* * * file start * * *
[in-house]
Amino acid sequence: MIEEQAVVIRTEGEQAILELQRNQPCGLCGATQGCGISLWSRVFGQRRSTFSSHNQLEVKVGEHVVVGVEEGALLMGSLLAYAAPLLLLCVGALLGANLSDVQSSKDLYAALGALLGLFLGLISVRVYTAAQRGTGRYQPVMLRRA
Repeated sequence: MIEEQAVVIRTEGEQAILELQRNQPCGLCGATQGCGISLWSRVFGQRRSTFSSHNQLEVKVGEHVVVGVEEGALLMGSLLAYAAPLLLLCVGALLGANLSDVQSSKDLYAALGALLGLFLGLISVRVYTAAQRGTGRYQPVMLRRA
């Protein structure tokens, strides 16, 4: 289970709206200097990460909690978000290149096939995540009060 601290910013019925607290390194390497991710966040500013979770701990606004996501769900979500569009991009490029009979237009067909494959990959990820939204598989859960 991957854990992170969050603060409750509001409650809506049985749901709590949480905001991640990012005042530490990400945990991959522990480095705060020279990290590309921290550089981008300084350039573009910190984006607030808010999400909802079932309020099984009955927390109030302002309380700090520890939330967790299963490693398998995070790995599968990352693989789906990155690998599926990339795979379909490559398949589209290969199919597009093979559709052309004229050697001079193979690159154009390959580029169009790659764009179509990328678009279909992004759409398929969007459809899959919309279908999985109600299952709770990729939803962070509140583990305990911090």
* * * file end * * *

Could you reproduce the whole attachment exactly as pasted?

[in-house]
Amino acid sequence: MIEEQAVVIRTEGEQAILELQRNQPCGLCGATQGCGISLWSRVFGQRRSTFSSHNQLEVKVGEHVVVGVEEGALLMGSLLAYAAPLLLLCVGALLGANLSDVQSSKDLYAALGALLGLFLGLISVRVYTAAQRGTGRYQPVMLRRA
Repeated sequence: MIEEQAVVIRTEGEQAILELQRNQPCGLCGATQGCGISLWSRVFGQRRSTFSSHNQLEVKVGEHVVVGVEEGALLMGSLLAYAAPLLLLCVGALLGANLSDVQSSKDLYAALGALLGLFLGLISVRVYTAAQRGTGRYQPVMLRRA
């Protein structure tokens, strides 16, 4: 289970709206200097990460909690978000290149096939995540009060 601290910013019925607290390194390497991710966040500013979770701990606004996501769900979500569009991009490029009979237009067909494959990959990820939204598989859960 991957854990992170969050603060409750509001409650809506049985749901709590949480905001991640990012005042530490990400945990991959522990480095705060020279990290590309921290550089981008300084350039573009910190984006607030808010999400909802079932309020099984009955927390109030302002309380700090520890939330967790299963490693398998995070790995599968990352693989789906990155690998599926990339795979379909490559398949589209290969199919597009093979559709052309004229050697001079193979690159154009390959580029169009790659764009179509990328678009279909992004759409398929969007459809899959919309279908999985109600299952709770990729939803962070509140583990305990911090």